DefCore isn’t a new creature in the OpenStack community: it’s been in discussion since at least 2013. However it was only earlier in 2015 that adherence to DefCore Guidelines became a requirement for products that want to use the OpenStack name and OpenStack Powered logo. As a result, a lot more people are now interested in DefCore than in the past. As we’ve started receiving a lot more feedback about DefCore, it’s become apparent that there are a few misconceptions out there from folks who are new to DefCore. Personally I held some of those same misconceptions when I started participating in DefCore about 9 months ago. This series of posts is intended to lay some of those misconceptions to rest and help folks learn more about DefCore is, how it works, and what it’s trying to accomplish.
One item of feedback we’ve received a couple of times now is that some folks expect the DefCore Committee to be a visionary body that sets forward-looking standards that others will be expected to adhere to. In essence: DefCore defines what makes a cloud interoperable, and then everyone else gets to work implementing those capabilities in their products.
This actually isn’t the case (today).
Well, more accurately: it’s only partly true. DefCore does set standards that vendors have to adhere to if they want to use the OpenStack trademark or logo…but most of how those standards are defined is by looking at what the market has already accepted.
The criteria that the Board of Directors has approved for DefCore to use in establishing interoperability standards today are strongly weighted toward requiring capabilities that have already gained wide adoption–not what we’d like the world start adopting. In essence, DefCore’s Guidelines are trailing indicators of the acceptance of a feature. The evidence of this lies in the 12 Criteria that DefCore uses to decide which Capabilities become required in it’s Guidelines. Currently, all 12 Criteria are weighted roughly equally. If we examine them to see whether they’re more of a leading indicator or a trailing indicator, we find:
- Widely Deployed: trailing. No points are awarded for this Criteria unless products are already supporting the Capability in question.
- Used by Tools: trailing. Tools are mostly unlikely adopt a new feature/API the minute it’s released. Rather, they tend to lag and add support for it when the tool’s users demand for it is sufficient.
- Used by Clients: trailing. See Used by Tools.
- Future Direction: leading. If the project (for example, Nova) or the TC says a Capability is going away in the future, no points are awarded even if the Capability isn’t gone yet.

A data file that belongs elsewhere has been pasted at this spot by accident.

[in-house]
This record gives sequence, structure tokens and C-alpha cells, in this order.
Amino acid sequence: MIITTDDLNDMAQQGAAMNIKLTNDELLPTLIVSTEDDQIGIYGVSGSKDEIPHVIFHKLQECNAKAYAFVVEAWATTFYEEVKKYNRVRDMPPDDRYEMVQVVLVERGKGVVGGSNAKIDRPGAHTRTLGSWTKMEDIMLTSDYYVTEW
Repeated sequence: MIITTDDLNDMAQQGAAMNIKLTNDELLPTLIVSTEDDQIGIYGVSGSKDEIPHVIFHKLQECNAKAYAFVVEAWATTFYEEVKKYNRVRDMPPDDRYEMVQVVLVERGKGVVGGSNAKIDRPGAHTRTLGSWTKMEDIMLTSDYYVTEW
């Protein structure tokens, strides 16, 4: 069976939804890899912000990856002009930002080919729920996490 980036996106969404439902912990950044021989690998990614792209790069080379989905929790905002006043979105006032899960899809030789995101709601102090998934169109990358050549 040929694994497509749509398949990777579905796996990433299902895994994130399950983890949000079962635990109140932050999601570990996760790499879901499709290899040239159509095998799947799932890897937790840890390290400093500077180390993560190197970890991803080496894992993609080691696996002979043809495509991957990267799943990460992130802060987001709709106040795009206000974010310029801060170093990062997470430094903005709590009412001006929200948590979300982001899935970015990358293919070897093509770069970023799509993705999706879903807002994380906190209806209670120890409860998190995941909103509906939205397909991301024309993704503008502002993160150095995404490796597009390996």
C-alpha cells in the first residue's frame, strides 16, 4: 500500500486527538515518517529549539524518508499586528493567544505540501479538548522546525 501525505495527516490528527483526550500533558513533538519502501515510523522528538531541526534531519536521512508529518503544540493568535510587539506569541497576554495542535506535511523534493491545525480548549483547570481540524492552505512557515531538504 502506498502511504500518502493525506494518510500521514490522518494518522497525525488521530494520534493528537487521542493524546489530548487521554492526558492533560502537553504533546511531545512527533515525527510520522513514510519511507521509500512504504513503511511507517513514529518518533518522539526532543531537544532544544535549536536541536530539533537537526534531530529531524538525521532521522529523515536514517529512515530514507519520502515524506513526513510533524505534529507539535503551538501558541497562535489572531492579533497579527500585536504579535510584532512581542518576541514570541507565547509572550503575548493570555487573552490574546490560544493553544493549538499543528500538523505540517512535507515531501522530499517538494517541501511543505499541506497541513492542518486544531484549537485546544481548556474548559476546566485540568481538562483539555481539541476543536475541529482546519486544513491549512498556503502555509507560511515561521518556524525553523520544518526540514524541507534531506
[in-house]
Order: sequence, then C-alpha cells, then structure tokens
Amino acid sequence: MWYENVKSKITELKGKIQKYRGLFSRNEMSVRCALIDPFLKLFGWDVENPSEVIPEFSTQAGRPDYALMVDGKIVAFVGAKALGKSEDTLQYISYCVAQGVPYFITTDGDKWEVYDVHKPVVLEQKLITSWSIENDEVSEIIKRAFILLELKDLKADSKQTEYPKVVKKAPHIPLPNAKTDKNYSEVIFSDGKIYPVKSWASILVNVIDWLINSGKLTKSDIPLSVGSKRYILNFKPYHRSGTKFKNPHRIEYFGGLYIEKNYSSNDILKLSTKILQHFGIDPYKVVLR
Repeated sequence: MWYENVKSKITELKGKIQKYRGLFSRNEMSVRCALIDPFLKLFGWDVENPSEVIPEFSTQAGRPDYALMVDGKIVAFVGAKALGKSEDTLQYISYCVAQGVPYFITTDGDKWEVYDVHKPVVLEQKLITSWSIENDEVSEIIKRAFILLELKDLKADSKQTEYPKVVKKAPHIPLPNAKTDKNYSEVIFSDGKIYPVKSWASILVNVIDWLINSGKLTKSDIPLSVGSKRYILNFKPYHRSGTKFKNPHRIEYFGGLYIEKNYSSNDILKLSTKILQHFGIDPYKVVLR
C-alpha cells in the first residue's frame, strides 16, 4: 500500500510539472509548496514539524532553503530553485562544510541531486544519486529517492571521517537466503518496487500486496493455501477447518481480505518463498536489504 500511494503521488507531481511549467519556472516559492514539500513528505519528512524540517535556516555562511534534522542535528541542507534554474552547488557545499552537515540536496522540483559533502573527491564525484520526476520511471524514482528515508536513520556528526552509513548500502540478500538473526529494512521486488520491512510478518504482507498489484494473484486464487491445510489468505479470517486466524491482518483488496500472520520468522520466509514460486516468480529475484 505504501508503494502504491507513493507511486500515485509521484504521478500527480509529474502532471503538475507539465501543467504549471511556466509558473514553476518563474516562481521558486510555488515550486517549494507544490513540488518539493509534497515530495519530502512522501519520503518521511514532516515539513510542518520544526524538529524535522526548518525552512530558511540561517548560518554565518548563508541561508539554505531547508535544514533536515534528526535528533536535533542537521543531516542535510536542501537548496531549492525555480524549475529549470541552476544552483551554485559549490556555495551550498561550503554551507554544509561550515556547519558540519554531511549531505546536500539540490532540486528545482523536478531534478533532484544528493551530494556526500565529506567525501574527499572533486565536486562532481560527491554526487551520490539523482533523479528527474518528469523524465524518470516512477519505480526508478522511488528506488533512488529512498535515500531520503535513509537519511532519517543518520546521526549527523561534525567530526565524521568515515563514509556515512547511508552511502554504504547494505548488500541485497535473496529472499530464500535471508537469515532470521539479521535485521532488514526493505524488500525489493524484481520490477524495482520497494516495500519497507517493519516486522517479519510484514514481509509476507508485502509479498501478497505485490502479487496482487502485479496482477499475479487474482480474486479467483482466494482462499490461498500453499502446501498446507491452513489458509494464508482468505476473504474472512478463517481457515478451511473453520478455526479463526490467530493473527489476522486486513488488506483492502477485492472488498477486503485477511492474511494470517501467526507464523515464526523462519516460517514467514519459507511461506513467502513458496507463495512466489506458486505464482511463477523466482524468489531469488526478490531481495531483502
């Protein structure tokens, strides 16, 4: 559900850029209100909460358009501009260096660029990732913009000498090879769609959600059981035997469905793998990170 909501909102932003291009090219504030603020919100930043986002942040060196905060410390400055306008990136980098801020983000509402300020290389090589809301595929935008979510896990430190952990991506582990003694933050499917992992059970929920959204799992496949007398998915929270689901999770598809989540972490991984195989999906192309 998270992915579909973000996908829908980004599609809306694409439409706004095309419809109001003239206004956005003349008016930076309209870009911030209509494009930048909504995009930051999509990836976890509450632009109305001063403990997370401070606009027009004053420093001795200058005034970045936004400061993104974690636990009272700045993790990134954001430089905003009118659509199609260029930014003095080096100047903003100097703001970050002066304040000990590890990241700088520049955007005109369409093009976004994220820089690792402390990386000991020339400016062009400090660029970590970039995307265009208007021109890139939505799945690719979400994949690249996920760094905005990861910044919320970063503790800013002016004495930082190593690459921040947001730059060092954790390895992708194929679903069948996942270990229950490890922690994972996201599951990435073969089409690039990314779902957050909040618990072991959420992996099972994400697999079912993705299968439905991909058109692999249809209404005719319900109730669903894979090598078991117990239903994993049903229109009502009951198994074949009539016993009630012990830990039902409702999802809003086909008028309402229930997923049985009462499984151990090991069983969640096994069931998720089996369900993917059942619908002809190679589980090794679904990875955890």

- Complete: trailing (sort of). If the capability is plugin dependent, all plugins have to support it. That doesn’t always happen immediately when a feature is released (unless the project requires it) so we’ll call that a trailing indicator.
- Stable: trailing. The capability has to have been present in 3 or more OpenStack releases, which means the capability has to have been released for 18 months before it gets points here.
- Foundational: trailing. Other capabilities are unlikely to be dependent on a very new thing. In fact there are numerous examples of the opposite: for instance, until around the Juno timeframe neutronclient (on which any Neutron capabilities that require authentication would depend) supported only the Keystone v2 API. The Keystone v3 API was introduced as far back as Grizzly.
- Atomic: neither.
- Proximity: neither.
- Discoverable: neither.
- Documented: neither (or maybe in some instances trailing). In most cases major new capabilities get documented when released (the community has generally gotten a lot better about this over the years IMHO). There are still some cases where a capability isn’t well documented up front though, and does get documented at some later point. In that sense you might call this a trailing indicator.
- DefCore in Last Release: trailing. A capability only scores points here if it was required six months ago in the last DefCore Guideline as well (which also means the Capability was likely present in at least three OpenStack releases per the “Stable” criteria, so in essence the Capability is at least two years old if it gets points here).
So of the 12 criteria, 7 are looking at trailing indicators of adoption, 4 aren’t really either, and 1 is a leading indicator. It’s also maybe worth pointing out that using current levels of real-world interoperability as the starting point has been discussed by longtime Board members since at least 2013, so the idea that DefCore is weighted toward trailing indicators of adoption isn’t new. That said, adherence to DefCore’s Guidelines only became a requirement to get a trademark/logo license agreement from the OpenStack Foundation in the past 6 months or so, so we probably now have a lot more people now paying attention and interested in providing feedback.
Some of those discussions have indicated that at least part of the community feels that the current criteria are perhaps too heavily weighted toward trailing indicators. Personally, I tend to agree. To that end, some discussions have already begun about proposing changes to the Board of Directors concerning weighting of criteria.
Questions? Comments? Drop by #openstack-defcore on IRC or drop the DefCore Committee a line at email@example.com.